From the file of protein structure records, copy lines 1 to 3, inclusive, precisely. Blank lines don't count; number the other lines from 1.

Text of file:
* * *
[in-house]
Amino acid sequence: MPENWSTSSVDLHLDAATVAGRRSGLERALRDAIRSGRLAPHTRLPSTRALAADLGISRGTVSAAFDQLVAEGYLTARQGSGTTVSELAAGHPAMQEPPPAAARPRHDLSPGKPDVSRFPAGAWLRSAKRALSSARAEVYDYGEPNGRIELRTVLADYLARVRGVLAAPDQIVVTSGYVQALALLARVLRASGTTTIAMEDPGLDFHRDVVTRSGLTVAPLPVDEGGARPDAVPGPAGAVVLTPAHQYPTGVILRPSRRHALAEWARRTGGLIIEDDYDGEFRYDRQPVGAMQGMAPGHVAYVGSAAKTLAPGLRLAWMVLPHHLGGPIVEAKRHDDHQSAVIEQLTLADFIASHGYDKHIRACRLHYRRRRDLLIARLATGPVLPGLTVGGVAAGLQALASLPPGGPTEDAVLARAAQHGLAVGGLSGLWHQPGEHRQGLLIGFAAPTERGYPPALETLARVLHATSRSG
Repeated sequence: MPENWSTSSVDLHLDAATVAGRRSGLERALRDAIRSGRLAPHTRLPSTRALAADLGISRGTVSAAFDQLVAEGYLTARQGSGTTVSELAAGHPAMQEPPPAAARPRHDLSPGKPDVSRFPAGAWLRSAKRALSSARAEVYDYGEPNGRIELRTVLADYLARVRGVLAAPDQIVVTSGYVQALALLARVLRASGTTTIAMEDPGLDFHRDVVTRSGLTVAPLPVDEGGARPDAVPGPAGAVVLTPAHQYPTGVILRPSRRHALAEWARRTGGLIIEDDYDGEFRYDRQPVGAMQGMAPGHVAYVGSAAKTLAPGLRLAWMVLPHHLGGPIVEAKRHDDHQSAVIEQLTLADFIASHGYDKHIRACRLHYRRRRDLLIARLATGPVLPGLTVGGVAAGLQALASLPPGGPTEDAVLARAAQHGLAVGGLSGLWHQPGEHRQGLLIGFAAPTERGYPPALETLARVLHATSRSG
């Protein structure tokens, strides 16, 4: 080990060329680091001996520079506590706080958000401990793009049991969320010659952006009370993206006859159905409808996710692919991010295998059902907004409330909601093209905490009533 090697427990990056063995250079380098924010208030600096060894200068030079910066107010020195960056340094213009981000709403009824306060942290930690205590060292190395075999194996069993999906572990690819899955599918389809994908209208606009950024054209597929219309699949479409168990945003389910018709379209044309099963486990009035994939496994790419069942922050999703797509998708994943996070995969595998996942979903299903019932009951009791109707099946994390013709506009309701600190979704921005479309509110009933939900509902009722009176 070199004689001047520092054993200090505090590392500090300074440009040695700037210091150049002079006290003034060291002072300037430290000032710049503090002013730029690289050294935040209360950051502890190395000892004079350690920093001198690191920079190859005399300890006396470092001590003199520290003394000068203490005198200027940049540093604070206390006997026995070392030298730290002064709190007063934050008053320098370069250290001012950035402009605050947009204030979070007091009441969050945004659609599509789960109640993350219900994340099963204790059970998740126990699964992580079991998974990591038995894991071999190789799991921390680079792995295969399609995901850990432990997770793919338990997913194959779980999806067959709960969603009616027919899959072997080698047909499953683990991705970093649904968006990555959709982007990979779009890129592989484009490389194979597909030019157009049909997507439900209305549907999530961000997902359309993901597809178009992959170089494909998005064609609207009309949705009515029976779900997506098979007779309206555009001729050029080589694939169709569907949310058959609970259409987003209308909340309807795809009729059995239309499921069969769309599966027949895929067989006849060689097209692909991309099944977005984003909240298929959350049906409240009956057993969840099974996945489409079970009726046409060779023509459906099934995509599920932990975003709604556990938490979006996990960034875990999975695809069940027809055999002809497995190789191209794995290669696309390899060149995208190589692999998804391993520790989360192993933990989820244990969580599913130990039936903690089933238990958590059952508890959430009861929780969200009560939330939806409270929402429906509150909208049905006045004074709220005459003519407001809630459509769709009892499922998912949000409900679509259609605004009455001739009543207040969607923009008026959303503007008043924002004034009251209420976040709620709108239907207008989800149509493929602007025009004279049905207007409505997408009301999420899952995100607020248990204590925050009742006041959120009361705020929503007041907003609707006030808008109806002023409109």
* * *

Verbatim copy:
[in-house]
Amino acid sequence: MPENWSTSSVDLHLDAATVAGRRSGLERALRDAIRSGRLAPHTRLPSTRALAADLGISRGTVSAAFDQLVAEGYLTARQGSGTTVSELAAGHPAMQEPPPAAARPRHDLSPGKPDVSRFPAGAWLRSAKRALSSARAEVYDYGEPNGRIELRTVLADYLARVRGVLAAPDQIVVTSGYVQALALLARVLRASGTTTIAMEDPGLDFHRDVVTRSGLTVAPLPVDEGGARPDAVPGPAGAVVLTPAHQYPTGVILRPSRRHALAEWARRTGGLIIEDDYDGEFRYDRQPVGAMQGMAPGHVAYVGSAAKTLAPGLRLAWMVLPHHLGGPIVEAKRHDDHQSAVIEQLTLADFIASHGYDKHIRACRLHYRRRRDLLIARLATGPVLPGLTVGGVAAGLQALASLPPGGPTEDAVLARAAQHGLAVGGLSGLWHQPGEHRQGLLIGFAAPTERGYPPALETLARVLHATSRSG
Repeated sequence: MPENWSTSSVDLHLDAATVAGRRSGLERALRDAIRSGRLAPHTRLPSTRALAADLGISRGTVSAAFDQLVAEGYLTARQGSGTTVSELAAGHPAMQEPPPAAARPRHDLSPGKPDVSRFPAGAWLRSAKRALSSARAEVYDYGEPNGRIELRTVLADYLARVRGVLAAPDQIVVTSGYVQALALLARVLRASGTTTIAMEDPGLDFHRDVVTRSGLTVAPLPVDEGGARPDAVPGPAGAVVLTPAHQYPTGVILRPSRRHALAEWARRTGGLIIEDDYDGEFRYDRQPVGAMQGMAPGHVAYVGSAAKTLAPGLRLAWMVLPHHLGGPIVEAKRHDDHQSAVIEQLTLADFIASHGYDKHIRACRLHYRRRRDLLIARLATGPVLPGLTVGGVAAGLQALASLPPGGPTEDAVLARAAQHGLAVGGLSGLWHQPGEHRQGLLIGFAAPTERGYPPALETLARVLHATSRSG